What captures my attention and interest in the whole process that AA describes through the 12 steps is the reliance on experience. Believing “gets results.” If it didn’t then why do it? AA is arguing for an experience based approach to spirituality. You try believing then you get results which then reinforces the process of believing. And believing in what? A power greater than yourself.
I am a true believer in a lot of powers greater than myself. Every time I board a plane and defy gravity by climbing to 37,000 feet inside a metal tube of compressed air, lifted by wings, I heavily believe in powers greater than myself. There is no way I have the power to get that plane off the ground by myself. I believe in using stop lights to regulate traffic. I believe in the medical system to offer me care to support my health. I believe I can buy safe and healthy food when I shop at the store, trusting many powers greater than me that regulate the food supply. I continually marvel at all the fresh food waiting for me any time I walk into the market.
For me, I find it very easy to believe there are forces much greater than me into which I can tap for assistance. In seconds I found out who created the idea of homeostasis by checking it out on wikipedia, clearly and without a doubt, a power of knowledge greater than me. I carry a phone in my pocket that gives me power far greater than my simple little brain.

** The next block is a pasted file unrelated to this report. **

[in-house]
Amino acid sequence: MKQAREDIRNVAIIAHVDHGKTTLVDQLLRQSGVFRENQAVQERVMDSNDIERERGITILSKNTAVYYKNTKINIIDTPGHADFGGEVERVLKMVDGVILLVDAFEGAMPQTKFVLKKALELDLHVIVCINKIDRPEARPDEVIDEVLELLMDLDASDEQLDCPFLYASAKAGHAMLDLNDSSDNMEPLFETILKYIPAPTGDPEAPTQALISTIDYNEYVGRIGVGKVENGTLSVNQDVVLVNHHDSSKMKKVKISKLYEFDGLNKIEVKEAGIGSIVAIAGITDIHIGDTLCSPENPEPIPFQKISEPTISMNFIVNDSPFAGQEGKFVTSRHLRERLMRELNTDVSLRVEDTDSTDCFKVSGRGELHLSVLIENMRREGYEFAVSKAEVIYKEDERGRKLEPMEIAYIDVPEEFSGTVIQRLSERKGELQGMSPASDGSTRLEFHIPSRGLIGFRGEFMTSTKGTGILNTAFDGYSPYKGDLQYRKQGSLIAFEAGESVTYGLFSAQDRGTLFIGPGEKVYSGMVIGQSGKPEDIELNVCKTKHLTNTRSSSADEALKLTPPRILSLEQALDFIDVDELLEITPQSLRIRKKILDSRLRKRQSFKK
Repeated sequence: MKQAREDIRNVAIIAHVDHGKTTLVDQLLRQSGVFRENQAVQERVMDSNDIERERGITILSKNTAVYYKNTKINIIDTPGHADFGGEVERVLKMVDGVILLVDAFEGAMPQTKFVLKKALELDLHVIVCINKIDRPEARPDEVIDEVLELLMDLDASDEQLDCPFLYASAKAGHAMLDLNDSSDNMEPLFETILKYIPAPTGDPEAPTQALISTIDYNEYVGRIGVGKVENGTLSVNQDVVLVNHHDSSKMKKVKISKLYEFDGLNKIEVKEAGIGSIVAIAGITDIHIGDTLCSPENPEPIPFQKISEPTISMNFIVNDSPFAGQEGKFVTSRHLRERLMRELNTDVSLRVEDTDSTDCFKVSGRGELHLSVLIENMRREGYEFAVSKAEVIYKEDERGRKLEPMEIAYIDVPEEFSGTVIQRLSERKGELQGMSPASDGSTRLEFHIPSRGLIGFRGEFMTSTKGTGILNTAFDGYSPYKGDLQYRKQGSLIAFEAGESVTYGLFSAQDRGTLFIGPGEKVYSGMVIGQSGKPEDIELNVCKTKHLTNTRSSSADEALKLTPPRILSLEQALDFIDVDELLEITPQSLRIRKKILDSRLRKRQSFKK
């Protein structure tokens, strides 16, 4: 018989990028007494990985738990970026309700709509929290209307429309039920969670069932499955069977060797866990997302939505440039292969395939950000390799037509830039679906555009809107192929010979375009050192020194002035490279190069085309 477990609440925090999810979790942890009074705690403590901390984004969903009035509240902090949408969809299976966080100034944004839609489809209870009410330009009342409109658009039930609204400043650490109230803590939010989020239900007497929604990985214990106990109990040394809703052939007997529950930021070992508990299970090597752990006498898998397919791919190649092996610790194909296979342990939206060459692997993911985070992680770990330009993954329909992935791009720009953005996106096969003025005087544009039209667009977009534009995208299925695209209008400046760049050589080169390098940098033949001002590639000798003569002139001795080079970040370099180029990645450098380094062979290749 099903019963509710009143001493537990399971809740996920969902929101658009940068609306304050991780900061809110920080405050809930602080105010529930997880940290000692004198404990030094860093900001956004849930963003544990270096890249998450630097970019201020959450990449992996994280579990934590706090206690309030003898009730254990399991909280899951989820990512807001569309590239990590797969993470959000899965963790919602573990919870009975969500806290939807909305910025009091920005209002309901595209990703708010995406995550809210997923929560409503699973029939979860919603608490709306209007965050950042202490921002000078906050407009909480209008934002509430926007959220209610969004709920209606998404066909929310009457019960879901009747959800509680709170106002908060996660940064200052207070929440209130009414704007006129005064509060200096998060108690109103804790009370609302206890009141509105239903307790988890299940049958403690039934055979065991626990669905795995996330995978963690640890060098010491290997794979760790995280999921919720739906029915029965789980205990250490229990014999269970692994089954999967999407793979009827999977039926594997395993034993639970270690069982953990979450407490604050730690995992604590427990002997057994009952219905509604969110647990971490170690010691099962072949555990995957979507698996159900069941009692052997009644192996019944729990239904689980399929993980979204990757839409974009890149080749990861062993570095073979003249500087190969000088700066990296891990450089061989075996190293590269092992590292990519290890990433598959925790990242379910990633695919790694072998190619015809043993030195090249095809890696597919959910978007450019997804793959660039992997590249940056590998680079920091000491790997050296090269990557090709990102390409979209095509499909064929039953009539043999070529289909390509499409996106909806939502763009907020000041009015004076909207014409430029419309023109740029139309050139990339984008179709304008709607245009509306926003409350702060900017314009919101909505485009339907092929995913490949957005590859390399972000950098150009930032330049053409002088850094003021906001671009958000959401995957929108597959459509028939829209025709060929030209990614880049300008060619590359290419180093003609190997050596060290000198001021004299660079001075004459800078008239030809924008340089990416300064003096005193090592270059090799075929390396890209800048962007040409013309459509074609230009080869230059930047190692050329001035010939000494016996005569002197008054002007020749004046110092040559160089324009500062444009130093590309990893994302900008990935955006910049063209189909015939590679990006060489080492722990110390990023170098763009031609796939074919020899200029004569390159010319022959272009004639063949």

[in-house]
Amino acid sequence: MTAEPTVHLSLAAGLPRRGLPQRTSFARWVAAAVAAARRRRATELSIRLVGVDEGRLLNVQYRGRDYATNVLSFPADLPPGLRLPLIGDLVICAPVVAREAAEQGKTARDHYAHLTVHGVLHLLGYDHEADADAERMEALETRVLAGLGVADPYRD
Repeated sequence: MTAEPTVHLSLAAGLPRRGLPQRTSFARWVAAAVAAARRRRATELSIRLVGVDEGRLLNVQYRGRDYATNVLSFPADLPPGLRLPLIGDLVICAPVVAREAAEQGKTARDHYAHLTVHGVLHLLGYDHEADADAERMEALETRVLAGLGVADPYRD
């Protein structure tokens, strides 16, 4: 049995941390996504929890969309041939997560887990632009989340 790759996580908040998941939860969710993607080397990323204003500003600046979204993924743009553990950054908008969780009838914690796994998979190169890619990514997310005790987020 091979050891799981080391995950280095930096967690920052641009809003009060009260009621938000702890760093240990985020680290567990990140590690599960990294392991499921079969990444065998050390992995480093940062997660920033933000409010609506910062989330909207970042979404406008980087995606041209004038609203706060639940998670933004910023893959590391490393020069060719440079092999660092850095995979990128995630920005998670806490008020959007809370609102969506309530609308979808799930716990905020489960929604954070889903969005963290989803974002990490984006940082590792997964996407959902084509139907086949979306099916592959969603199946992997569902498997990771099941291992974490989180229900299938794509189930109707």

You see, the Higher Power concept is a very simple, yet effective way for us to begin to recognize the limits of our own ego, our own sense of self. When we are willing to see that we are not alone in the world; when we are willing to see that we are tightly bound into an interdependent web of existence of which we are a part, everything begins changing. The Buddha talked about this as anatta, as non-self. Jesus pointed to it with the words, Realm of God. What is really real is we are a very small part of a much, much greater whole. The self-aware experience of being part of that whole can be an experience of love without an object, what the Greeks called agape. And agape can overcome craving.
So, I’m good with the Higher Power concept. But I’m also good with the No Higher Power concept. Sometimes people are so locked up in negative associations with the word God or theological conceptions that they disagree with or have suffered for not believing in them that they can’t get to a place to see them as metaphors for real living processes. And there are effective ways to use reason to alter how your brain works that reestablishes the process of homeostasis again. Both are fine, depending on which one works better for you.